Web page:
Estée Lauder Cos Inc missed analysts' estimates for quarterly sales, as weak demand for its luxury foundations and lipsticks offset growth at the cosmetics maker's skincare brands, with people continuing to work from home.
Sales of cosmetics and makeup products have taken a hit during the COVID-19 pandemic as shoppers stay at home, pressuring Estée Lauder's M.A.C and Bobbi Brown brands.
Lockdowns in certain parts of Western Europe also hampered demand for luxury makeup products, with Estée Lauder's net sales declining across much of the region, notably in the United Kingdom and Spain.
Sales at Estée Lauder's skin care segment jumped 31%, while sales at its makeup segment fell 11%.
Total net sales rose 16% to $3.86 billion for the third quarter ended 31 March, but missed Refinitiv IBES estimates.
"The sales miss was surprising, given the momentum in the business exiting the December quarter," Jefferies analyst Stephanie Wissink said.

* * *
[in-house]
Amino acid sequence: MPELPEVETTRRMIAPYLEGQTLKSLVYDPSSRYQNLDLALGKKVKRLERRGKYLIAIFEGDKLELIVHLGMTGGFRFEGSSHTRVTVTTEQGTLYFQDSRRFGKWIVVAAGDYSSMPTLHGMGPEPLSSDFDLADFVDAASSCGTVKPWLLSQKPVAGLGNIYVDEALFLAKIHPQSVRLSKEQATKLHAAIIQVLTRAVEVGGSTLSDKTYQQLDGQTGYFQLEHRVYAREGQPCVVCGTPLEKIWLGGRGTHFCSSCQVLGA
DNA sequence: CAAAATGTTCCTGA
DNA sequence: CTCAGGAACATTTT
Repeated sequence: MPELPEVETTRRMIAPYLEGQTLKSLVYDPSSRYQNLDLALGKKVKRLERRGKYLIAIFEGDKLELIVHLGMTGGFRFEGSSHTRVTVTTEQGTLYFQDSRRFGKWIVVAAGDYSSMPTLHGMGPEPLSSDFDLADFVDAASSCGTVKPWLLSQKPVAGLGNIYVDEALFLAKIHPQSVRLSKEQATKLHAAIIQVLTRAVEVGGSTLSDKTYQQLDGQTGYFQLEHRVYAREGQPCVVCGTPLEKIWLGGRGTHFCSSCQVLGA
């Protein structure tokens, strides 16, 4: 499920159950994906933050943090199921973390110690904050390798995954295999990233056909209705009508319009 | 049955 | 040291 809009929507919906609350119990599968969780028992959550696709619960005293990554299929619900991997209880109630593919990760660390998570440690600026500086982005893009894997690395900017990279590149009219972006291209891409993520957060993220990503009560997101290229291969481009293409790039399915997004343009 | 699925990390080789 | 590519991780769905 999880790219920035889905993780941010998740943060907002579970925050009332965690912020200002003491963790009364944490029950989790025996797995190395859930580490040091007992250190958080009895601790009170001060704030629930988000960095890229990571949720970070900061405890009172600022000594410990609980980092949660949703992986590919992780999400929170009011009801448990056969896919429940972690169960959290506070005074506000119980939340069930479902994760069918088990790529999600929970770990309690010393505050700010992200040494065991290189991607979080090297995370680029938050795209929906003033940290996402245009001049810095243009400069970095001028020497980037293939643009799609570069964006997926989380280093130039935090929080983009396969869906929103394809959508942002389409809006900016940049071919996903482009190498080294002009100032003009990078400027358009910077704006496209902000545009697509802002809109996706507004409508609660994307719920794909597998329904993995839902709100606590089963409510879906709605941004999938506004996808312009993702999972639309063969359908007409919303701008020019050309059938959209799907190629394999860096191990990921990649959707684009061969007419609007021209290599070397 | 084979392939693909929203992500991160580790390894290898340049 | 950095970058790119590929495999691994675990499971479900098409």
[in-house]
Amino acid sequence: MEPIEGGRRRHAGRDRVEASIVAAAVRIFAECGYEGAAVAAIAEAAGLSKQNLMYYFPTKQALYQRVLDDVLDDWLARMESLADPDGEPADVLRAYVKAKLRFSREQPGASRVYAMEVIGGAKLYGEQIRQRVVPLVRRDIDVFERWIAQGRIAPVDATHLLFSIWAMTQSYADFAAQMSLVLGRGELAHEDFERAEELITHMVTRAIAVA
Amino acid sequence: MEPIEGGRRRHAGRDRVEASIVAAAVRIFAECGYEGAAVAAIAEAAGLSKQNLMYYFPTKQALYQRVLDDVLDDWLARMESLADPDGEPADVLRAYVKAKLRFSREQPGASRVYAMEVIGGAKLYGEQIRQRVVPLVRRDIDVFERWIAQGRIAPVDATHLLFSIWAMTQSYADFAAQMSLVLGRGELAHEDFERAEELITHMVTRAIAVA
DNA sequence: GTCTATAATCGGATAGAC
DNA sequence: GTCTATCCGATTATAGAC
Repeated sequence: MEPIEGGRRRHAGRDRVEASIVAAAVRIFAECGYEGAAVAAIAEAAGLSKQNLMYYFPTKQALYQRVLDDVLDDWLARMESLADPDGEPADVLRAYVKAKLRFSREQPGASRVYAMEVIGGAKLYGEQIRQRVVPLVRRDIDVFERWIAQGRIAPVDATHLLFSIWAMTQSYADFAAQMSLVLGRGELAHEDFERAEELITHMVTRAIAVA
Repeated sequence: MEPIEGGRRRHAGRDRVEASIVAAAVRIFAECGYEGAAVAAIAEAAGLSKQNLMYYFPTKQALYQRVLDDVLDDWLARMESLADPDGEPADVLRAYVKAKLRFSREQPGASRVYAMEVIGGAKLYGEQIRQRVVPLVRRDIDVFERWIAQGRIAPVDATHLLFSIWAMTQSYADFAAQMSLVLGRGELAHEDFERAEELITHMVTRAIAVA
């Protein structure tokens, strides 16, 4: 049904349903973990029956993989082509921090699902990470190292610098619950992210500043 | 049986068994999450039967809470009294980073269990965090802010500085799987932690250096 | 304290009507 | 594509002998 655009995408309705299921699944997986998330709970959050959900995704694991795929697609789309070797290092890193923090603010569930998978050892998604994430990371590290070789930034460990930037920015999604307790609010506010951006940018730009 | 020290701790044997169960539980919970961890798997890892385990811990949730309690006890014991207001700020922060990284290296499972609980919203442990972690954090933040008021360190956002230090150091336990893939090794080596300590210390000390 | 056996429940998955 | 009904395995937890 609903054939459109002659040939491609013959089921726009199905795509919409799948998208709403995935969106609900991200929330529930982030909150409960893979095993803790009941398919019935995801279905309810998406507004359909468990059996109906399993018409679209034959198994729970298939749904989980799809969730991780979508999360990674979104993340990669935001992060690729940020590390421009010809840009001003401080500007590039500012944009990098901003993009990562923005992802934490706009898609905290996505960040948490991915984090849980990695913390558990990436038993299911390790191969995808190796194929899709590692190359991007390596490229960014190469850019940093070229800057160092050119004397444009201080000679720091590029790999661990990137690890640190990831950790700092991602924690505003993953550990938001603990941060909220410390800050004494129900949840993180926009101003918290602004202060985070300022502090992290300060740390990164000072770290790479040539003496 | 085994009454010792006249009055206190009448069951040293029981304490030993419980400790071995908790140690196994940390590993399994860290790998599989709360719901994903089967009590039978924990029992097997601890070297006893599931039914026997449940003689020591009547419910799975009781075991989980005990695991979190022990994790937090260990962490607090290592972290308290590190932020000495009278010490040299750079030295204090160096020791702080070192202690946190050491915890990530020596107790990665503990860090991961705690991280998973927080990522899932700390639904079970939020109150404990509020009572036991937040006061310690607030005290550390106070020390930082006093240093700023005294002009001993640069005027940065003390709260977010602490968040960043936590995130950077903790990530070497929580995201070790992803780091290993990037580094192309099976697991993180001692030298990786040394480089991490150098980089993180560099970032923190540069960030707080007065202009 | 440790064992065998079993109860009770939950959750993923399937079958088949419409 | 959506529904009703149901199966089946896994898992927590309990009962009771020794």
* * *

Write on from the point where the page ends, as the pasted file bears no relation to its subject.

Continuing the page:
Estée Lauder has been doubling down on its investments in skincare fueled by a pandemic-led shift from makeup to self-care and the company remains optimistic about a rebound in makeup demand.
'A Renaissance In Global Makeup'
Chief executive officer Fabrizio Freda told analysts the company was preparing for "a renaissance in (global) makeup", having seen the division show higher sales in Australia, China and Israel, countries which have returned to relative normalcy.
Rival L'Oreal said last month it was seeing signs of a comeback in makeup sales.
Estée Lauder forecast fourth-quarter sales to grow between 44% and 50% on constant currency terms. Analysts had expected sales to rise 48.16%.
The company said it expects a fourth-quarter profit of between 38 cents and 48 cents per share, below estimates of 62 cents.